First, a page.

From Jung’s The Undiscovered Self

Two passages that really stood out

When a neurosis breaks out in an adult, the fantasy world of childhood reappears, and one is tempted to explain the onset of neurosis causally, as due to the presence of infantile fantasies. But that does not explain why the fantasies did not develop any pathological effects during the interim period. These effects develop only when the individual comes up against a situation which they cannot overcome by conscious means. The resultant standstill in the development of personality opens a sluice gate for infantile fantasies, which, of course, are latent in everybody, but do not display any activity so long as the conscious personality can continue on it’s way unimpeded. When fantasies reach a certain level of intensity, they begin to break through in to consciousness and create a conflict situation that becomes perceptible to the individual, splitting them in to two personalities with different characters. The dissociation, however, had been prepared long before in the unconscious, when the energy flowing off from consciousness (because unused) strengthened the negative qualities of the unconscious personality, and particularly it’s infantile traits.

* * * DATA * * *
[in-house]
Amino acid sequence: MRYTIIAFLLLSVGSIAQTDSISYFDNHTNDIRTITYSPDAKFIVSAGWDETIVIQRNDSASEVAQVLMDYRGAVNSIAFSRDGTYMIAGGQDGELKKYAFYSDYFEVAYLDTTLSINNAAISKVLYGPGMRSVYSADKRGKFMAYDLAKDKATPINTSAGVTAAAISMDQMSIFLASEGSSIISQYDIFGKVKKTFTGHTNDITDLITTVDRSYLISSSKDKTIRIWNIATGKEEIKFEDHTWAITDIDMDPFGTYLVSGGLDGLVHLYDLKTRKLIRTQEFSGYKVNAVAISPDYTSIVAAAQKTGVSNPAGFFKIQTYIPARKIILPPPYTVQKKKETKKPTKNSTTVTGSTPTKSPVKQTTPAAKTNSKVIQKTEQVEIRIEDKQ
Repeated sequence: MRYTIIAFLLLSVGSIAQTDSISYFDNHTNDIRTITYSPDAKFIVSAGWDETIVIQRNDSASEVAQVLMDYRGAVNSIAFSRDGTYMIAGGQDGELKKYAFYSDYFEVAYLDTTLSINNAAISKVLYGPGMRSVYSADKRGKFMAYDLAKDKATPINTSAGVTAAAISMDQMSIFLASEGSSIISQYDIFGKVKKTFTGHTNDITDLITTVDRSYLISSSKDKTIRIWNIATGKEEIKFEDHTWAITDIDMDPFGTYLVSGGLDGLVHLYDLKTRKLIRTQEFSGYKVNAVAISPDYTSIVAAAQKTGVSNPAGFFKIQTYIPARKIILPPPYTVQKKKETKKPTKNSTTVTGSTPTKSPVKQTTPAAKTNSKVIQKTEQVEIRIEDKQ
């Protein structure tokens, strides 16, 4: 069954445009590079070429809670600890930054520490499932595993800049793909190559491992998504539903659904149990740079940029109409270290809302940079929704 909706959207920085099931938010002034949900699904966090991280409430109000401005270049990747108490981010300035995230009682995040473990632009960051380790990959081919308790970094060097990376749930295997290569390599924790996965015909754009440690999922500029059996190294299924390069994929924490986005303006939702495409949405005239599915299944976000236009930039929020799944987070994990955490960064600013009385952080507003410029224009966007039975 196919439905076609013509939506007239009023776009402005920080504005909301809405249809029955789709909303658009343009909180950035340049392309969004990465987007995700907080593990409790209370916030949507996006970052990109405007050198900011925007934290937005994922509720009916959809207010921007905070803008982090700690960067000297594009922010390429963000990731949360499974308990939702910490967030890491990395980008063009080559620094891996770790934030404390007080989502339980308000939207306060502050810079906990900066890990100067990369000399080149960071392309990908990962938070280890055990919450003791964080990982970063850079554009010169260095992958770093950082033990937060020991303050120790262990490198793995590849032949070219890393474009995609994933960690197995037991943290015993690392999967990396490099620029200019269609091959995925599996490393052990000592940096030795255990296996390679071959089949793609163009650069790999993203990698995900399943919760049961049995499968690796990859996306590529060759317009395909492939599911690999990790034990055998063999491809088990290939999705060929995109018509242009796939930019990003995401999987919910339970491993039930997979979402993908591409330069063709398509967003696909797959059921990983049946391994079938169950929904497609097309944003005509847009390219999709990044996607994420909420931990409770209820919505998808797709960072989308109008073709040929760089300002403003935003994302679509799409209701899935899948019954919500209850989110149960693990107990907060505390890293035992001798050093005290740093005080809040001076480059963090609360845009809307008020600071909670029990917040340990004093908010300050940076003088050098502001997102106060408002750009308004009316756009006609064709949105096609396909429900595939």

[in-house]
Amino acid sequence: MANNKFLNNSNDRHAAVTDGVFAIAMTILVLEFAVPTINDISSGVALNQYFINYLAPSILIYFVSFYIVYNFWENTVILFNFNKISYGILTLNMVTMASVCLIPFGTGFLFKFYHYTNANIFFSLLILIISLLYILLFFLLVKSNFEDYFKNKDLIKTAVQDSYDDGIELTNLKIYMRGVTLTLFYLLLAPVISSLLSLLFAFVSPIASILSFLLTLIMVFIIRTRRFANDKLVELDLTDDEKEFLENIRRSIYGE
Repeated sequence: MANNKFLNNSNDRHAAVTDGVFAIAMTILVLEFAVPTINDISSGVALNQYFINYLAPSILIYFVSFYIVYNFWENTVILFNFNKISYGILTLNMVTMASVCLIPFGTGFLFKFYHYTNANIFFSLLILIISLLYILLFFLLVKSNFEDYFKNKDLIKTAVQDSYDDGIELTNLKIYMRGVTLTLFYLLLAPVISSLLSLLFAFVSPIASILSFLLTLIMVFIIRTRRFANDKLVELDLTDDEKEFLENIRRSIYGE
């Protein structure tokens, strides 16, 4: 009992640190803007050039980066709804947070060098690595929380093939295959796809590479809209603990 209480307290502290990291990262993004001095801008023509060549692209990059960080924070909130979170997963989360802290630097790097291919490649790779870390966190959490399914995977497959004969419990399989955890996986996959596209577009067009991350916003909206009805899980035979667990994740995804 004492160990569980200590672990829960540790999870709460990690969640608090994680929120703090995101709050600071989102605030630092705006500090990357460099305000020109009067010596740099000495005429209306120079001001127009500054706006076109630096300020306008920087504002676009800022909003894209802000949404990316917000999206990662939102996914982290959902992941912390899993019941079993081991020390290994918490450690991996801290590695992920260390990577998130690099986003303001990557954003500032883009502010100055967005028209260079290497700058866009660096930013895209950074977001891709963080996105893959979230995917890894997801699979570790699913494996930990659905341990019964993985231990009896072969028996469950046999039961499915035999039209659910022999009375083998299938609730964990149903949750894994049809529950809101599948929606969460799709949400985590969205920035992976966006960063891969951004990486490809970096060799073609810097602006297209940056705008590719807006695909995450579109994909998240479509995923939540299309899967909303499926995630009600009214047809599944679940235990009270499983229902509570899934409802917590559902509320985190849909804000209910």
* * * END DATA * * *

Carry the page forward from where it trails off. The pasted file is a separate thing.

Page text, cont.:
Since the normal fantasies of a child are nothing other, at bottom, than the imagination born of the instinctive impulses, and may thus be regarded as preliminary exercises in the use of future conscious activities, it follows that the fantasies of the neurotic, even though pathologically altered and perhaps perverted by the regression of energy, contain a core of normal instinct, the hallmark of which is adaptedness. A neurotic illness always implies an unadapted alteration and distortion of normal dynamisms and of the imagination proper to them.. Instincts, however, are highly conservative and of extreme antiquity as regards both their dynamism and their form. Their form, when represented to the mind, appears as an image which expresses the nature of instinctive impulse visually and concretely, like a picture.

Recognition of the shadow, leads to the modesty we need in order to acknowledge imperfection. And it is just this conscious recognition and consideration that are needed wherever a human relationship is to be established. A human relationship is not based upon differentiation and perfection, for these only emphasise the differences and call forth the exact opposite; it is based, rather, on imperfection, on what is weak, helpless and in need of support – the very ground and motive for dependence. The perfect has no need of the other, but weakness has, for it seeks support and does not confront it’s partner with anything that might force him in to an inferior position and even humiliate him. This humiliation may happen only too easily where idealism plays to prominent a role.